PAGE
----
Although many people are aware of the relief massage therapy offers musculoskeletal pain, many folks are surprised to learn of the long history that reflexology enjoys in this area. Some people even think that reflexology holds an advantage over massage in addressing pain disorders, because reflexology can address both pathological and non-pathological musculoskeletal pain, while massage addresses only the latter.
In North America, reflexology’s association with pain management began in the early 1900’s, when Dr. William Fitzgerald, often referred to as the “father of modern reflexology”, introduced zone therapy into his medical practice. Dr. Fitzgerald successfully utilized reflexology techniques to anesthetize his patients for nose and throat surgeries. One of Dr. Fitzgerald’s many research findings also taught us that “when pain was relieved, the condition that produced the pain was also generally relieved”.
In my reflexology practice I can think of countless times that my services resulted in long-term relief of both somatic and visceral pain: headaches, neck and low back pain, plantar fasciitis, TMJ dysfunction, fibromyalgia, carpal tunnel syndrome, sprains and menstrual cramps, to name a few.
In my own life, I can recall many occasions as well. One in particular stands out, when I had driven out-of-town to teach a weekend workshop. Rather suddenly I found myself with an excruciating toothache. During the workshop I worked constantly on the teeth reflexes on my hands, and was able to reduce my #9 pain level to a bearable #2, until such time I could get home to have it attended to. All of that without any medication!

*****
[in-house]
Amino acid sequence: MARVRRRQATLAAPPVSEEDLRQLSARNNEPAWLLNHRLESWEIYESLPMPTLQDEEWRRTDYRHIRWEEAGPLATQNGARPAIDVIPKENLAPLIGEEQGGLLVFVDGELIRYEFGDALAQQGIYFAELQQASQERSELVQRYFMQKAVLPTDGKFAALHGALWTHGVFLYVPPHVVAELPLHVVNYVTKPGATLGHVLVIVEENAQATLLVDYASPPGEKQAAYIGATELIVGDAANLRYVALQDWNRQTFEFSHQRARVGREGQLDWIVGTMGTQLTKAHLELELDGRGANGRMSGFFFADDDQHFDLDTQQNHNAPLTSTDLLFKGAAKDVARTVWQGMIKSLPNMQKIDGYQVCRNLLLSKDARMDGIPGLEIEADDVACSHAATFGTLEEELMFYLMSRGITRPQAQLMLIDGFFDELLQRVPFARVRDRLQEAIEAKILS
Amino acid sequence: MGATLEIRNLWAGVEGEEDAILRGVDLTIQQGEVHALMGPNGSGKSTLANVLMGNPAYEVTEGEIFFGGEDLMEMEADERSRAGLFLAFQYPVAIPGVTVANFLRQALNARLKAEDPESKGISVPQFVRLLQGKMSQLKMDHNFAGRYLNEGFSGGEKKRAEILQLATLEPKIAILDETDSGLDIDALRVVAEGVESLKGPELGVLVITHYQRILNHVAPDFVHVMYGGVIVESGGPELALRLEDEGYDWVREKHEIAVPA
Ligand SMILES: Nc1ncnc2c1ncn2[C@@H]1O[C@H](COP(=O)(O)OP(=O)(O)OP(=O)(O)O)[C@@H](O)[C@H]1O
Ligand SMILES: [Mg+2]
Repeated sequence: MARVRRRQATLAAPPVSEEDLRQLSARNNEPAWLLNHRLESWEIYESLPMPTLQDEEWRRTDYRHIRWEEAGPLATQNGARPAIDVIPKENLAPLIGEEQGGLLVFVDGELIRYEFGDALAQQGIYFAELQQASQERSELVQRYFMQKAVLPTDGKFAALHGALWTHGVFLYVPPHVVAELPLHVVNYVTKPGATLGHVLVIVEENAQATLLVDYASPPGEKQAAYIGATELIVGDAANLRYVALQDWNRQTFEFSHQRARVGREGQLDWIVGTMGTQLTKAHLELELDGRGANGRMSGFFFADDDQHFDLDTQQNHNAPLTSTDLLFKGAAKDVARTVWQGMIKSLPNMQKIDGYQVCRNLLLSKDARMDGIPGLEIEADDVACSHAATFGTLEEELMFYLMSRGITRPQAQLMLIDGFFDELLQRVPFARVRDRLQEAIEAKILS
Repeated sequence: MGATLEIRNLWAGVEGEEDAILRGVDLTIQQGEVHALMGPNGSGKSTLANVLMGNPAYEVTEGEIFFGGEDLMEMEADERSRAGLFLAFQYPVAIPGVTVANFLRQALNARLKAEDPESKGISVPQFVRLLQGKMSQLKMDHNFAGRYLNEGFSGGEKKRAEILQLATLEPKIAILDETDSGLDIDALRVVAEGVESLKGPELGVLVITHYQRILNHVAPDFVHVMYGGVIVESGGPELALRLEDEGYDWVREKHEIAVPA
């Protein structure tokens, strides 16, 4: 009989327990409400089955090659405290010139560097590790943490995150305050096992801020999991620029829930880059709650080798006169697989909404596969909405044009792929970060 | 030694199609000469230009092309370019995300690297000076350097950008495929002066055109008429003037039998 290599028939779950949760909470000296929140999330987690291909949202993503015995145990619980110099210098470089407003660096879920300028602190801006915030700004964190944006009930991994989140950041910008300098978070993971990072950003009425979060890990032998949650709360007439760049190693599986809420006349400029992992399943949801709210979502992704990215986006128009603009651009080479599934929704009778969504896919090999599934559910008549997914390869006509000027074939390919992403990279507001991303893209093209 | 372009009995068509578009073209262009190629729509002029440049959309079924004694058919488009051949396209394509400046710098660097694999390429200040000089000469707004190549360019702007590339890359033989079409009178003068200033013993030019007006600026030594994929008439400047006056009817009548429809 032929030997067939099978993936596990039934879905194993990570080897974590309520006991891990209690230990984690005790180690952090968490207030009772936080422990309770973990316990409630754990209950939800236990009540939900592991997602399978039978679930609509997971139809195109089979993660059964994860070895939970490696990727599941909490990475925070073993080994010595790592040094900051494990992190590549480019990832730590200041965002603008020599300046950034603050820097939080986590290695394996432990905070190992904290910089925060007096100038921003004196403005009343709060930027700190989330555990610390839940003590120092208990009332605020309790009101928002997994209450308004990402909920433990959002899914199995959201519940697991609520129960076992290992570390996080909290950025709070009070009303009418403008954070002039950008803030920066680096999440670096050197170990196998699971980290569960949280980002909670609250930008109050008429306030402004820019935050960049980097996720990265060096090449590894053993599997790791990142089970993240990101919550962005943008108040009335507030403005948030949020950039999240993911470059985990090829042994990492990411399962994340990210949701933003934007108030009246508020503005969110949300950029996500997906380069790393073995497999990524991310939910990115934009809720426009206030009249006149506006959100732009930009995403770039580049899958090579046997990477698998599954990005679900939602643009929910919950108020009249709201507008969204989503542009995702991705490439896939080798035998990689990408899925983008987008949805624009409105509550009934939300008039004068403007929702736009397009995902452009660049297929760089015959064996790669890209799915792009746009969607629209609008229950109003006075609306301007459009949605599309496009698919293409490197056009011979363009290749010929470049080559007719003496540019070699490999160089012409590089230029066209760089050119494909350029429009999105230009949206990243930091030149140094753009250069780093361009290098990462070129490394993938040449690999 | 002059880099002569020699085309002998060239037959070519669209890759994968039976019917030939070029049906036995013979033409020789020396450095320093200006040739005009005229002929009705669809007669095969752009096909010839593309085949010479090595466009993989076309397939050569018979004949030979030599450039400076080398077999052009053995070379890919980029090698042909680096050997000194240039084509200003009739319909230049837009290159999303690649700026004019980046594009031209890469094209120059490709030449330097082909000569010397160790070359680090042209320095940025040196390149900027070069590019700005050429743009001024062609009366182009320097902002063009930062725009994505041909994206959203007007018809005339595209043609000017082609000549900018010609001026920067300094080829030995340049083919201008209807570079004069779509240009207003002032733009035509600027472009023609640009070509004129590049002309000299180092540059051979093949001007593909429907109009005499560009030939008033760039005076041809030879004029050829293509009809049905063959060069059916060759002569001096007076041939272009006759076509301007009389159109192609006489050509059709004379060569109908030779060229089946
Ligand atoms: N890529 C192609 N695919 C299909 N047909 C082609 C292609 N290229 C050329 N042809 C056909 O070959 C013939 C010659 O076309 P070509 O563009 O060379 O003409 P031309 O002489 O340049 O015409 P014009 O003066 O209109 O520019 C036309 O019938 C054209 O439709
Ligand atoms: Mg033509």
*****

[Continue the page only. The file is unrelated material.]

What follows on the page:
Like massage, reflexology is divided into the relaxation model and the pain management model. Because I personally believe that relaxation is the basis of health, I choose to include instruction for both protocols in the Therapeutic Hand & Foot Reflexology Professional Certification. In the program, students learn how to specifically address well over 50 pathological and non-pathological imbalances that cause acute and chronic discomfort and pain. When they have completed their training, these folks are well-equipped to help people seeking their assistance.
Some economists believe pain management to be recession-proof. That makes sense. People In pain will go to any length to find relief from their discomfort. They will look high and low for someone who can provide hope, answers and a plan that can restore function and ease. No matter the cost.
Those same economic researchers tell us that manual therapy is the fastest growing segment of the service industry. If you haven’t already, maybe it’s time you joined those of us who have dedicated our lives to helping others live their best life? The true reward for a reflexologist is having happy clients return to say they are living pain-free. Success like that is both gratifying and lucrative for any manual therapist.
What’s been your experience with pain management and reflexology?